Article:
New Anti-Blood-Thinning Drug Not As Safe As Protamine
DURHAM, N.C. -- The results of an international clinical trial led by Duke University Medical Center researchers has shown that a new drug is not a suitable replacement for protamine, a drug that has been used for more than 40 years after coronary artery bypass surgery to return thinned blood to its normal state.
While protamine is effective in reversing the blood-thinning properties of heparin, recent studies have shown that its use can cause changes in blood pressure which have been linked to increased mortality in some patients. In addition to its negative effects on blood pressure, protamine can also depress heart function, activate certain immune responses, and lead to pulmonary hypertension, the researchers said. However, they emphasized, the drawbacks of protamine do not compromise the overall success of heart bypass surgery, and patients should not be overly concerned by those drawbacks.
The latest candidate alternative to protamine is heparinase I, a compound naturally produced by Flavobacterium heparinum, a bacterium commonly found in soil and water. The bacterial enzyme from which heparinase I is derived deactivates heparin through a mechanism different than protamine.
However, the current Phase IIB/IIIA safety and efficacy trial conducted at 47 sites in the U.S, Canada and Germany, was halted early because patients receiving heparinase I had higher incidences of negative side effects, such as bleeding and infections. The trial was halted after 167 of a planned 600 patients were enrolled.
The results of the trial were published in the August, 2005, issue of the journal Anesthesiology.
"The trial was designed to determine if this new drug could work as well as protamine without its known side effects," said Mark Stafford-Smith, M.D., Duke cardiovascular anesthesiologist and lead author of the study. "However, after reviewing the safety profiles during the trial, the data safety monitoring board decided to stop the trial.
"The design of the trial was such that it not only allowed us to spot problems early in the process but gave us the confidence in our decision that heparinase I would not be a suitable replacement for protamine," Stafford-Smith continued. "However, we do need to continue our efforts to develop an effective alternative."
Protamine, a drug purified from salmon sperm, is given to patients intravenously immediately after coronary bypass surgery to counteract the effects of the anticoagulant heparin, which is infused during the procedure. Heparin prevents clots from forming in the heart-lung machine, which oxygenates and pumps blood for the body while the heart is stopped for surgery.
Since protamine's emergence in the early 1960s, no drug has been approved by the Food and Drug Administration (FDA) to reverse the properties of heparin. In fact, according to Stafford-Smith, if protamine was a newly developed drug entering today's approval process, it would not receive FDA approval.
"Patients receiving heparinase I had more postoperative bleeding complications, were more likely to have anemia and needed more transfusions than patients who received protamine," Stafford-Smith said. "Additionally, patients who received heparinase I were more likely to have longer hospital stays or experience a serious adverse event, such as bleeding or infection."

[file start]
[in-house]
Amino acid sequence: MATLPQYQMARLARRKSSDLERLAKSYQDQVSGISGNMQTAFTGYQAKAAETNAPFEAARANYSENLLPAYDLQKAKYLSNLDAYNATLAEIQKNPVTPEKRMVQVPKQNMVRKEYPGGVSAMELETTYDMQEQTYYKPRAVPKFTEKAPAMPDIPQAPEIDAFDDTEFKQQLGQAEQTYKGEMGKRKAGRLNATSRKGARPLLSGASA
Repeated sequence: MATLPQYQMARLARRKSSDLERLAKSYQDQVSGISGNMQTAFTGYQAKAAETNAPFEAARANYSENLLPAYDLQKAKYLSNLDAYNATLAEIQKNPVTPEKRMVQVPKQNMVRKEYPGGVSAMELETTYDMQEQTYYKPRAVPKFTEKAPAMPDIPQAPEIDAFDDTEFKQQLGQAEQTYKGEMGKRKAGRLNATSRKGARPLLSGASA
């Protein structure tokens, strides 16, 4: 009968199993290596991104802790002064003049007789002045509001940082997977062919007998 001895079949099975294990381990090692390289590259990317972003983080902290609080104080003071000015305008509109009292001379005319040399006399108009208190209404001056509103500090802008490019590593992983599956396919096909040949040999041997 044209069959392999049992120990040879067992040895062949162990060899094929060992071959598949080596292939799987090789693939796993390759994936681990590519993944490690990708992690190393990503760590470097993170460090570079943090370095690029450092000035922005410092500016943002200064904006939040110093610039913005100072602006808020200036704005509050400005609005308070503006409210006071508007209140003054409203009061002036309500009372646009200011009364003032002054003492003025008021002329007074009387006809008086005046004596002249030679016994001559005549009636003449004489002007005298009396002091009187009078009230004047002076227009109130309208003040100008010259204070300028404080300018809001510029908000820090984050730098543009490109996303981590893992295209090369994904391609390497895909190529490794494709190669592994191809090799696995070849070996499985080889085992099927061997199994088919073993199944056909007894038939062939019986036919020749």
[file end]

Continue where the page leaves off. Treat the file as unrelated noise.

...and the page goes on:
The trial was developed and coordinated by the Global Perioperative Research Organization (GPRO), a joint program of the International Anesthesia Research Society and the Duke Clinical Research Institute (DCRI). This is the first clinical trial completed by GPRO, which is directed by Mark Newman, M.D., chairman of anesthesiology at Duke and Lee Fleisher, M.D., chairman of anesthesiology at the University of Pennsylvania.
"The results of this study clearly demonstrate that more research is needed to develop a protamine alternative," Newman said. "As in the use of all medications, there must be judgments made about the risks and benefits. Because of the limited alternatives available to us at this point, the benefits of protamine still exceed the risks, at least until we find something better."
One of the strengths of heparinase I trial, both Stafford-Smith and Newman pointed out, was the use of human simulators -- a "dummy" human that reacts as humans would while undergoing surgery -- to train clinical trial workers before the trial began. Previous studies at Duke using human simulators have shown that clinical trial coordinators felt more confident in their abilities and thus had a much shorter "learning curve" at the beginning of trial.
"Because of this advanced training, the trial coordinators are more at ease and less likely to make mistakes," Newman continued. "As a result, patients participating in the trial are safer and the quality of data we receive is more consistent, which leads to better trial results."
GPRO is currently coordinating six clinical trials using this methodology.
While the search for a replacement for protamine will continue, the researchers do not want to needlessly worry patients who are considering heart surgery.
"We do not want people to become overly alarmed – bypass surgery has been incredibly successful in improving the quantity and quality of life for heart disease patients," Stafford-Smith said. "Protamine has played a role in that success."
The trial was funded by the developer of heparinase I., BioMarin Pharmaceuticals, Novato, Calif. Stafford-Smith and Newman do not have financial interests in BioMarin.
In addition to Stafford-Smith and Newman, Duke members of the team were Ian Welsby, M.D., Linda Barber, Jasmine Mathias, and James Rochon, Ph.D. Other team members were Edward Lefrak, M.D., Inova Fairfax Hospital, Virginia; Anjum Qazi, M.D., Washington Adventist Hospital, Maryland; Andreas Hoeft, M.D., University of Bonn, Germany; and Alejandro Dorenbaum, M.D., BioMarin.